hundreds of pages of carefully crafted provisions and intrusive
verification measures.
These critics operate from a flawed premise: that, absent such an
agreement, our two countries would both try to break out of the
constraints of this treaty and increase our deployed nuclear forces.
Nothing could be further from the truth.
During the Cold War, the stated rationale for arms control was to
constrain an arms race. But the idea of an arms race between the
United States and Russia today is ludicrous. The relationship between
our two countries today is such that U.S. determined -- unilaterally
-- that deep reductions in our deployed nuclear forces are in the U.S.
interest.
We would have made these cuts regardless of what Russia did with its
arsenal. We are making them not because we signed a treaty in Moscow,
but because the fundamental transformation in our relationship with
Russia means we do not need so many deployed weapons. Russia has made
a similar calculation. The agreement we reached in Moscow is the
result of those determinations -- not the cause of them.
That is also why we saw no need for including detailed verification
measures in the treaty. First, there simply isn't any way on earth to
verify what Russia is doing with all those warheads. Second, we don't
need to. Neither side has an interest in evading the terms of the
treaty, since it simply codifies unilaterally announced reductions --
and gives both sides broad flexibility in implementing them.
Third, we saw no benefit in creating a new forum for bitter debates
over compliance and enforcement. Today, the last place in the world
where U.S. and Russian officials still sit across a table arguing with
each other is in Geneva. Our goal is to move beyond that kind of Cold
War animosity -- not to find new ways to extend it into the 21st
century.
Similarly flawed is the complaint that, because the Moscow Treaty does
not contain a requirement to destroy warheads removed from missiles or
bombers, the cuts are reversible and therefore not "real." Put aside
for a moment the fact that no previous arms control treaty -- not
SALT, START or INF -- has required the destruction of warheads, and no
one offered objections to them on that basis. This charge is based on
a flawed premise -- that irreversible reductions in nuclear weapons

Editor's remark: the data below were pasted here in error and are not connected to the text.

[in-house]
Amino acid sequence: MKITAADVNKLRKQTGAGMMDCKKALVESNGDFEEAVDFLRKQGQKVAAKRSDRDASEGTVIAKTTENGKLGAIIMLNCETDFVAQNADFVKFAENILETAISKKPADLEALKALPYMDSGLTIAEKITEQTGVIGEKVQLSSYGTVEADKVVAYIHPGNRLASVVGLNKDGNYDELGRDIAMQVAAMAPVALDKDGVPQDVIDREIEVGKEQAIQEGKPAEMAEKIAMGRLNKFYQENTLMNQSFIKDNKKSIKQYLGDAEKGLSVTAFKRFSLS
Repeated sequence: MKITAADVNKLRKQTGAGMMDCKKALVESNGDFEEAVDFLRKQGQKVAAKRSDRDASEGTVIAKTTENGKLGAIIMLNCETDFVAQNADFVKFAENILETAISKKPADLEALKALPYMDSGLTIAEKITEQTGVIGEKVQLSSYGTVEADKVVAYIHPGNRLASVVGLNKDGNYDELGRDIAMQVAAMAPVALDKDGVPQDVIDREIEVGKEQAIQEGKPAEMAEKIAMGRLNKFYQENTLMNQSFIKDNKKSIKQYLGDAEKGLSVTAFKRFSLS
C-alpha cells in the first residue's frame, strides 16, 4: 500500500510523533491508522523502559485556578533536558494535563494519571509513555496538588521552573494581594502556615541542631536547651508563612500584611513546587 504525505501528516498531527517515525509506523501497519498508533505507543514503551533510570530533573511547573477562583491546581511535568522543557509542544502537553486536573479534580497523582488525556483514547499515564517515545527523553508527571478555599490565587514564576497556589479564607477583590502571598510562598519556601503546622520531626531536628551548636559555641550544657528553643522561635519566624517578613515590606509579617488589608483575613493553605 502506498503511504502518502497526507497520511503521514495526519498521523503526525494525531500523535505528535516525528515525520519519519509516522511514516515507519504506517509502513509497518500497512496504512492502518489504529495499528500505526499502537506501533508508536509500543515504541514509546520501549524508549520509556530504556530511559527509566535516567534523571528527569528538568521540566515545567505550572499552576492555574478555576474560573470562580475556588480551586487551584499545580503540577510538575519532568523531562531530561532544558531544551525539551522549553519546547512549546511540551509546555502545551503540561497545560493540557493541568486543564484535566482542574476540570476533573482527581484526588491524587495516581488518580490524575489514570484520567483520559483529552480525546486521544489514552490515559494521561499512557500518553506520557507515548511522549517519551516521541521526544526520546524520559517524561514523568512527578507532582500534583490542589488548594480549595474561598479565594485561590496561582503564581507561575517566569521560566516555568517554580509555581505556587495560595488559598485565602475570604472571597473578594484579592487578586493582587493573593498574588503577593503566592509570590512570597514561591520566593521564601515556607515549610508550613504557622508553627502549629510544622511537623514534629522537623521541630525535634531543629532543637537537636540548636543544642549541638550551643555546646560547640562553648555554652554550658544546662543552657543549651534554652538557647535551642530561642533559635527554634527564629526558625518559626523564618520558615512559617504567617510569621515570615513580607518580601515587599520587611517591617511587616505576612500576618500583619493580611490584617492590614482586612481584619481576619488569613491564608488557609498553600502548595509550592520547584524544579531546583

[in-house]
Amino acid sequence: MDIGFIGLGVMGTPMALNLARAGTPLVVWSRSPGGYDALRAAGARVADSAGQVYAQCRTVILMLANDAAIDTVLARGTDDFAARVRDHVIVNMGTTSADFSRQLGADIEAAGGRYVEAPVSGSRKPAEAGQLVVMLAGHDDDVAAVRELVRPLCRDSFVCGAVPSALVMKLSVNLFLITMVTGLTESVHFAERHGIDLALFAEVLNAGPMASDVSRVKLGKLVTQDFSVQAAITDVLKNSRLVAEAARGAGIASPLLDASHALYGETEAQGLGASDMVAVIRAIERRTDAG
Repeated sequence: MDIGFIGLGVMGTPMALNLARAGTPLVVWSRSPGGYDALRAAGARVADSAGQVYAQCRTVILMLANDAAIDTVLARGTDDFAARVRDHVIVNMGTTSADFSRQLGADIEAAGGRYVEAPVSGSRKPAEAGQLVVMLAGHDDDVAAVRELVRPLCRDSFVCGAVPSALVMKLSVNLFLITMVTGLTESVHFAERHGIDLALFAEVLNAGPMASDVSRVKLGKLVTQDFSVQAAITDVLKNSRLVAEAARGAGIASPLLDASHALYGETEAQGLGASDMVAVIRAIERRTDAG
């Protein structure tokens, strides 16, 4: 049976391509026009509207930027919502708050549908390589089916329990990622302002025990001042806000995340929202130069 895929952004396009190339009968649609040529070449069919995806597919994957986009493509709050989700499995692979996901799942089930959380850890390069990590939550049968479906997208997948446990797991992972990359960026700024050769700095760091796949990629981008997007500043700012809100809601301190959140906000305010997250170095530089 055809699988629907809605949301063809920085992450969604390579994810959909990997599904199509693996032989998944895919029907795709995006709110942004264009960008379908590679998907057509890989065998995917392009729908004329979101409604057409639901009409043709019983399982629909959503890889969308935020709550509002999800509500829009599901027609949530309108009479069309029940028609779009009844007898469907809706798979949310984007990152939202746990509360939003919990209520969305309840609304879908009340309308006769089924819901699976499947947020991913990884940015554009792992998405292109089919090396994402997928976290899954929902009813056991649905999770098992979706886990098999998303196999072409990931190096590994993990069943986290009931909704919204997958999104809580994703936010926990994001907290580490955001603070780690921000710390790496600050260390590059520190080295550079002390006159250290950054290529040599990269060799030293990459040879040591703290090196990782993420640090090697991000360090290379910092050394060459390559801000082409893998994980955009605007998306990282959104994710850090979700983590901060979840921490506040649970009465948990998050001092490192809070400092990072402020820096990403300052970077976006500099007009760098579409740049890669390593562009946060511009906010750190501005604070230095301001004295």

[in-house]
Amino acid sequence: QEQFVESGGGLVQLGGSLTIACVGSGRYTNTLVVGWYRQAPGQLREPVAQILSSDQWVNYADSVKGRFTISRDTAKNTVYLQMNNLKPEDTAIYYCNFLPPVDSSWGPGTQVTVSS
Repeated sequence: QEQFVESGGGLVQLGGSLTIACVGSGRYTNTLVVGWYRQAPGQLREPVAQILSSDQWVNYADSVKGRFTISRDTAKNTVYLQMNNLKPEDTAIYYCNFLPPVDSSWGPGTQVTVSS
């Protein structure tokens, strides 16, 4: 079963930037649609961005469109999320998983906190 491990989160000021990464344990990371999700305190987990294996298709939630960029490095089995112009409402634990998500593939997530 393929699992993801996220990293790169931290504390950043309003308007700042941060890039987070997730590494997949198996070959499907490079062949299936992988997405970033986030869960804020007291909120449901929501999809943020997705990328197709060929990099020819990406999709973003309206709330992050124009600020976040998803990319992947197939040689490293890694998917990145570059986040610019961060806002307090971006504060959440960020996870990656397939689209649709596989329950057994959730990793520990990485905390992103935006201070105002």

are possible. In point of fact, there is no such thing as an
irreversible reduction in nuclear weapons. The knowledge of how to
build nuclear weapons exists -- and there is no possibility that
knowledge will be lost. Every reduction is reversible, given enough
time and money.
Indeed, when it comes to building nuclear weapons, Russia has a
distinct advantage over the U.S. Today, Russia can and does produce
both nuclear weapons and strategic nuclear delivery vehicles -- they
have open warm production lines. The U.S. does not produce either
ICBMs or nuclear warheads. It has been a decade since we produced a
new nuclear weapon -- and it would likely take us the better part of a
decade to begin producing them again. In the time it would take us to
re-deploy decommissioned nuclear warheads, Russia could easily produce
a larger number of new ones.
But the question is: why would we want to do so? Barring some
unforeseen and dramatic change in the global security environment --
like the sudden emergence of a hostile peer competitor on par with the
old Soviet Union -- there is no reason why we would re-deploy the
warheads we are reducing.
The reason to keep, rather than destroy, some of those decommissioned
warheads is to have them available in the event of a problem with
safety and reliability of our arsenal. Since we do not have a warm
production line, it would be simply mindless for us to destroy all
those warheads, and then not have them for back up in the event we run
into safety and reliability problems -- or a sudden, unexpected change
in the global security environment. Russia, by contrast, has less need
to maintain a reserve of warheads, since it has an active production
capability.
Mr. Chairman, if we had pursued the path of traditional arms control,
as some suggested, we would not be proceeding with the reductions
outlined in the treaty before you. Rather, we would still be at the
negotiating table, arguing over how to reconcile these and other
asymmetries between Russia and the United States.
-- We would have had to balance Russia's active production capacity
against the United States' lack of one.
-- Russia might have insisted that any agreement take into account the
size of the U.S. economy and our ability to mobilize resources quickly
to develop new production facilities.
-- We might have argued that Russia's proximity to rogue nations
allows them to deter these regimes with tactical systems, whereas,
because they are many thousands of miles away from us, the United
States' distance from them requires more intercontinental delivery